October 2015

Orality in Missions

Paul Trinh

Being the master of storytelling, Jesus presents his stories in various ways. So do other storytellers in the Bible. They offer simple ways to transition a normal conversation to Bible storytelling as soon as possible. 




A line up of the articles in the October 2015 issue of EMQ.

Gary Corwin

There are few concepts as central to the task of missions as reaching and reconciling. The tip of the spear in mission endeavor is to see that unreached peoples are reached with the gospel so that “all the families of the earth” are blessed through Abraham, and those described in Revelation 5 and 7 do indeed represent some “from every tribe and language and people and nation.” 

John Jay Travis

The C-Spectrum has been used widely in mission circles and literature over the past fifteen years to differentiate various types of Christ-centered communities (biblical ekklesiae) found in the Muslim world.

Warrick Farah and Kyle Meeker

While significant progress has been made in evangelical missiology on general contextualization, and much debate has swirled around the degree to which a Muslim-background believer can remain an “insider,” less attention has been placed on workers’ practices—and the connection to their view of Islam. Hence, in this article we seek to augment the overall dialogue by focusing on the worker.

Ed Stetzer

To help clarify, challenge, and encourage church leaders (and their churches) towards missional effectiveness, it may be helpful to consider three modes of mission as embodied by the Petrine Mission (1 Peter 2:9–12), the Johannine Mission (John 20:21), and the Pauline Mission (the life of Paul). 

Paul Sadler

I want to share three things I have had to consider when communicating with my Japanese friends.  

Paul Switz and Michael Lessard-Clouston

Christians are charged with taking the gospel to all nations, and therefore inevitably work in cross-cultural situations. But the current prominence of English as an international language creates potential problems in our approaches to missions and to communicating the gospel.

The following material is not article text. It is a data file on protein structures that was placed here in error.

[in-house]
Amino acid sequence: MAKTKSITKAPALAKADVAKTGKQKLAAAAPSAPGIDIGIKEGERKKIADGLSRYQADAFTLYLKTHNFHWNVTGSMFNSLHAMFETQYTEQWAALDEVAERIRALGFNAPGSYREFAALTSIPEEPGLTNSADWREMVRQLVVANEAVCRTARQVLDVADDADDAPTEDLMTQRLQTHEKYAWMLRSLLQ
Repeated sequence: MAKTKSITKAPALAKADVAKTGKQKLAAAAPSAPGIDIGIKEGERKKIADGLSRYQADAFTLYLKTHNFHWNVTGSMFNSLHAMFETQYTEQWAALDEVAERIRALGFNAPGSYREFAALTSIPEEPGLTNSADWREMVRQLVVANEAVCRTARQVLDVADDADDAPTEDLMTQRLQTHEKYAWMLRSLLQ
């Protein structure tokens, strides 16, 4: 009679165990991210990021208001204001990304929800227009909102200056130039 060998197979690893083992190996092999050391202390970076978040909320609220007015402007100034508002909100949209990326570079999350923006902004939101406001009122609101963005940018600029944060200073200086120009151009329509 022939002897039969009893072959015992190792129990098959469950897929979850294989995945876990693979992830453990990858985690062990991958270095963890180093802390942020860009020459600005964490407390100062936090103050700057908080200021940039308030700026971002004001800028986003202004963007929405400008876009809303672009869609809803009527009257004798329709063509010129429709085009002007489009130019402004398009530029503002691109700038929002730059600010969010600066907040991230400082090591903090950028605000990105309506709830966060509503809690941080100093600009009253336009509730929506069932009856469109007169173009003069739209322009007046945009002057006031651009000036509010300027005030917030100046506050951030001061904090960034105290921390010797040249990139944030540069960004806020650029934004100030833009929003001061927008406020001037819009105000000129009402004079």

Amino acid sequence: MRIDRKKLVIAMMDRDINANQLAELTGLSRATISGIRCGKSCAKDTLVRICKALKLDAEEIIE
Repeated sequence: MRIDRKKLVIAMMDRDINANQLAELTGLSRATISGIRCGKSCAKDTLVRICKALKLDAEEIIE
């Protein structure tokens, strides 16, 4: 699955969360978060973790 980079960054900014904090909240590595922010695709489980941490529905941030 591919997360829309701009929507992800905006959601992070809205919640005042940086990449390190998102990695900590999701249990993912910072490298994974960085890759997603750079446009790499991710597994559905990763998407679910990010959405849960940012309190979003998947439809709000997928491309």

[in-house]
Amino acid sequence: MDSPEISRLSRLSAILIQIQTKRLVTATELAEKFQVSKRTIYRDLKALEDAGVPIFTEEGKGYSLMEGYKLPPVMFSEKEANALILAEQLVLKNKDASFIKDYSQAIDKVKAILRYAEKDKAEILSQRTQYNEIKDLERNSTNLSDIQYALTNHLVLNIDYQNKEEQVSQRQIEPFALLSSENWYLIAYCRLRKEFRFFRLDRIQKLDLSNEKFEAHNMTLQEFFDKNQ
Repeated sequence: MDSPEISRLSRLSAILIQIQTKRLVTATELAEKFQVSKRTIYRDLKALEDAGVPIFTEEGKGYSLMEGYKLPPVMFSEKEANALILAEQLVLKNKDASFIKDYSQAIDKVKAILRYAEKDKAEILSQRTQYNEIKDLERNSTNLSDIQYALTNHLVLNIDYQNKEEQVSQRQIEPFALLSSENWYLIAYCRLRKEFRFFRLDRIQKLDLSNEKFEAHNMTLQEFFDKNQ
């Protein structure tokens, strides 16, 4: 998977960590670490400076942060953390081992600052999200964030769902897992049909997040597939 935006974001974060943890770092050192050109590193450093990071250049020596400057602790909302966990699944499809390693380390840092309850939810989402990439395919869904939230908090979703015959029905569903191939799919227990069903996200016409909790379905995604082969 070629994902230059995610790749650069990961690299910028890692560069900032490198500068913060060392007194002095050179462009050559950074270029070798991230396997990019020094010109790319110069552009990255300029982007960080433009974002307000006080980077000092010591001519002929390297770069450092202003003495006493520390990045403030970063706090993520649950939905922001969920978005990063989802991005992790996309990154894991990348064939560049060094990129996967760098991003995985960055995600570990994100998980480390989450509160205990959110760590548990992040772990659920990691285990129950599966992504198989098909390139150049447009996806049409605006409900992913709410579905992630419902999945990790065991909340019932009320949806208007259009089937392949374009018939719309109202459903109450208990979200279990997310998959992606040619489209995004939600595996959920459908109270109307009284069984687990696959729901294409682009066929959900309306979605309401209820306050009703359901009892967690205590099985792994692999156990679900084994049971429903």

Fred Farrokh

write as a follow up to Gene Daniel’s important contribution on shahada confession, which appeared in the July 2014 issue of EMQ. The author notes that among Christian missionaries “there is disagreement about whether a believer in Christ can, with a clear conscience, say the second half, that Muhammad is his [God’s] messenger.”

By Richard G. Lewis

The concept of North American missionaries serving overseas as part of a team is popular. The present generation of missionaries feels more comfortable working with others rather than launching out on their own. Mission agencies have picked up on this phenomenon and recruit people to be a part of a team for their organization as a mission strategy. While the idea is admirable, what is the difference between a team and a group?  

Gary L. McIntosh

McGavran was a prolific writer of letters, articles, and books, as well as a world traveler. No one, to my knowledge, has visited as many mission fields, conducted as many interviews, or researched the growth and decline of Christian churches as widely as McGavran. He influenced mission theory and practice internationally and the movement he started continues to move forward, empowered by appreciative followers. 


Voices in the Local Church

Matt Erickson

Retaining historical awareness of the church’s mission is especially important in moving forward. Some churches are stuck in the past, or at least attempt to move forward while engrossed with what is behind. 


Excellence in Missions: Best Practices from Missio Nexus

James Nelson

If you lead field staff, there are at least four things you can do to improve their likelihood of remaining on the field, productively and with your agency: 


Book Reviews

Dwight P. Baker and Robert J. Priest, eds.

William Carey Library. 2014. 

Harvey C. Kwiyani

Orbis Books. 2014.